In addition to those who are promoted in the new district, some large objects will be directly allocated to the old district. Therefore, the objects in the old area have two characteristics, one is that the object occupies a large space, and the other is that the object has a long survival time. Because the objects in the old area are relatively large, if you want to use the Scavenge algorithm for garbage collection in the old area, it will take more time to copy these large objects, resulting in inefficient recycling and half the space. Therefore, the main garbage collector uses the Mark-Sweep algorithm for garbage collection.
The first is the marking process stage. The marking phase starts from a set of root elements and recursively traverses the set of root elements. During this traversal, the elements that can be reached are called active objects, and the elements that do not arrive can be judged as garbage data .

From the previous picture, we can roughly see the marking process of garbage data. After the execution of the innerFn function ends, ESP moves down and points to the execution context of the outerFn function. At this time, if you traverse the call stack, you will not find the reference 1003 The variable of the address means that the data of 1003 is garbage data. Since the piece of data 1005 is referenced by the variable b, the piece of data will be marked as the active object. This is the general marking process.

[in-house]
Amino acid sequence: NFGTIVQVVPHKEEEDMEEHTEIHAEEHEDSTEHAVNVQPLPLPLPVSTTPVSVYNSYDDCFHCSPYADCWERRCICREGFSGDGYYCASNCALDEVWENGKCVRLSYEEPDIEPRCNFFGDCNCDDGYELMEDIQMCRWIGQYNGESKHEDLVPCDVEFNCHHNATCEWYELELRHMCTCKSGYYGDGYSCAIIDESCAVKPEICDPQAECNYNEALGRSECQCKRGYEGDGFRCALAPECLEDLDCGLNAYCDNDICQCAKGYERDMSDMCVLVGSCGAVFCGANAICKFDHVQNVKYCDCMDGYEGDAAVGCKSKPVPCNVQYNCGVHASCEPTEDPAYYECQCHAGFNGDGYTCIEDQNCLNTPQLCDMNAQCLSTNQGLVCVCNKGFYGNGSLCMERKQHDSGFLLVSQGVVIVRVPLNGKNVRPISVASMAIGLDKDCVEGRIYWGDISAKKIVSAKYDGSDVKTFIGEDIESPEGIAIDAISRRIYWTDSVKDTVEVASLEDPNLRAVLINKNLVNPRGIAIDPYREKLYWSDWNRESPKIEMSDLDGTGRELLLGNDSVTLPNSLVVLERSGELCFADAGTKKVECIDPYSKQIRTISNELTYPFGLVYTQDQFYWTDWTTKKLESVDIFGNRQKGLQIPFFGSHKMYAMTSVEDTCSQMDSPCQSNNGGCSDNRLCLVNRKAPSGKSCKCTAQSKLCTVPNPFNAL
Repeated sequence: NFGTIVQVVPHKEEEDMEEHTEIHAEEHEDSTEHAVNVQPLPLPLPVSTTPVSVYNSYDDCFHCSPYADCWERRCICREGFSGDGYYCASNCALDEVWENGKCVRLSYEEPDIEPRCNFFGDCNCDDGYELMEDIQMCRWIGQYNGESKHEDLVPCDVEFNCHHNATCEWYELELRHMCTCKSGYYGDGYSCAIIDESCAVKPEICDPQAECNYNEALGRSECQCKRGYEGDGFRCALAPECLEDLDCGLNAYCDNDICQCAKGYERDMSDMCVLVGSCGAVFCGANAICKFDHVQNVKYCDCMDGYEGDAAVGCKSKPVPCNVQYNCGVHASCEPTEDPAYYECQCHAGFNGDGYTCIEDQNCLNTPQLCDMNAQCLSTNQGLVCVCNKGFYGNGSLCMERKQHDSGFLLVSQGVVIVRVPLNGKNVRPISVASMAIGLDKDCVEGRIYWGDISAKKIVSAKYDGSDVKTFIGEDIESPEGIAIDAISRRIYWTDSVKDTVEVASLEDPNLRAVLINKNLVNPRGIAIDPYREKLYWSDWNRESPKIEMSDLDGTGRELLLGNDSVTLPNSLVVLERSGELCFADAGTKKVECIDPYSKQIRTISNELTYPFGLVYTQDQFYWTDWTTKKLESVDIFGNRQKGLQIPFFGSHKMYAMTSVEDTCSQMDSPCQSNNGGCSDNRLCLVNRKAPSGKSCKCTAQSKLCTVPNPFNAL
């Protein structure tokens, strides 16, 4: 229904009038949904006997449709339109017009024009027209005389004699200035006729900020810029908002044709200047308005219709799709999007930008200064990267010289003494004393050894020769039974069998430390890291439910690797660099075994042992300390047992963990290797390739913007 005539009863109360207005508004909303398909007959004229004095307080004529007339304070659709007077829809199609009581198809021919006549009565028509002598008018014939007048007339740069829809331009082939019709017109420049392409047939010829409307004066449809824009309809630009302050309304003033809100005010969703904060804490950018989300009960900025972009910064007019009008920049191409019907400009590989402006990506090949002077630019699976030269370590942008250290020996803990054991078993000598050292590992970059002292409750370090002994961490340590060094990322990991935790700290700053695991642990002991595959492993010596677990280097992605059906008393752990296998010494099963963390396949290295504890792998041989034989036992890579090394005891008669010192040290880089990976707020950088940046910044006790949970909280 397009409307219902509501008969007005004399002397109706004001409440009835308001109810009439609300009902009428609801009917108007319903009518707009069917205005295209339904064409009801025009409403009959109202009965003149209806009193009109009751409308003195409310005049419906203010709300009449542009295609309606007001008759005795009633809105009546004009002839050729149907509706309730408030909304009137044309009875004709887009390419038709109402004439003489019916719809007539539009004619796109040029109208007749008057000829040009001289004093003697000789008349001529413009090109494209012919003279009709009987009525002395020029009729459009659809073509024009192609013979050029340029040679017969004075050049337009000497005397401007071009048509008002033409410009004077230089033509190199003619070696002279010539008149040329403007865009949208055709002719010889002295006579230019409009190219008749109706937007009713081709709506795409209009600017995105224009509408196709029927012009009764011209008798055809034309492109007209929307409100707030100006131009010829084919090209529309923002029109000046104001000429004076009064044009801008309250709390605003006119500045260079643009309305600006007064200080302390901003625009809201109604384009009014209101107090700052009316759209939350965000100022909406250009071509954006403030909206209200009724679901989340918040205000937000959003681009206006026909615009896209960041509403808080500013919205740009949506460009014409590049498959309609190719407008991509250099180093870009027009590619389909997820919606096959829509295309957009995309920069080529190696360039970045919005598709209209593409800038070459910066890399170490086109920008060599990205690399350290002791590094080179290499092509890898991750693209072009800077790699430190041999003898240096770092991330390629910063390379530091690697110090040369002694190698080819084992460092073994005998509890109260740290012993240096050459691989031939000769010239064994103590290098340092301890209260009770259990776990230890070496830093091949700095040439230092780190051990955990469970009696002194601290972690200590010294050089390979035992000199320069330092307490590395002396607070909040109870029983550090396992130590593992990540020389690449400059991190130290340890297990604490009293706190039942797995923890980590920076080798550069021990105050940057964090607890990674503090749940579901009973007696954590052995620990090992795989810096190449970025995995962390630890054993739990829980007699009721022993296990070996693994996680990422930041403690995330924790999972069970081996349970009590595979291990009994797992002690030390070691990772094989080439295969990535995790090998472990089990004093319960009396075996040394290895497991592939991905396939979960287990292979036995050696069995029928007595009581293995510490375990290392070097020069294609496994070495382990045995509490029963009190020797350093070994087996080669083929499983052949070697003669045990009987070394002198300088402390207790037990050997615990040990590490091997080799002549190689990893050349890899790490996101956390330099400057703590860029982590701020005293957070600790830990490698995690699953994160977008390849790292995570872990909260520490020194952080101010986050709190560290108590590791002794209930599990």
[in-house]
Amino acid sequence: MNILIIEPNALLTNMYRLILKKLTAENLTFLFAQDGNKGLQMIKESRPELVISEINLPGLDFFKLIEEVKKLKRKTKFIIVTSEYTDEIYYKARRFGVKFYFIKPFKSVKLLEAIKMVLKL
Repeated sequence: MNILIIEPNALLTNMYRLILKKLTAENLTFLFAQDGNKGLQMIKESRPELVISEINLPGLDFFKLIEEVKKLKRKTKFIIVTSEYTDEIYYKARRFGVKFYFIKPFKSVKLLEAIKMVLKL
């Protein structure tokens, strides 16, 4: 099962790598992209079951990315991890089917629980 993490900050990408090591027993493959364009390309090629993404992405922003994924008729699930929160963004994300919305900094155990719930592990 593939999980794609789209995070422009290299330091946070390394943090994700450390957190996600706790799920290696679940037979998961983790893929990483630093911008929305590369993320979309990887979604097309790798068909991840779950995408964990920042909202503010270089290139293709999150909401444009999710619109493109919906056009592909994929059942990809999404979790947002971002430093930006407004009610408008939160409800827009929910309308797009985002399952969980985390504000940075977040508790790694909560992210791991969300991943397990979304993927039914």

The next step is the garbage removal process. It is completely different from the garbage removal process of the secondary garbage collector. You can roughly understand the removal process by referring to the following figure:the marking process and the cleaning process are the marking-clearing algorithm, but after the marking-clearing algorithm is executed multiple times on a block of memory, Large amounts of discontinuous memory fragmentation. And too much fragmentation will cause large objects to be unable to allocate enough continuous memory, so another algorithm-Mark-Compact(Mark-Compact), this marking process is still the same as the Mark-Clear algorithm, But the next step is not to directly clean up the recyclable objects, but to move all the surviving objects to one end, and then directly clean up the memory beyond the end boundary.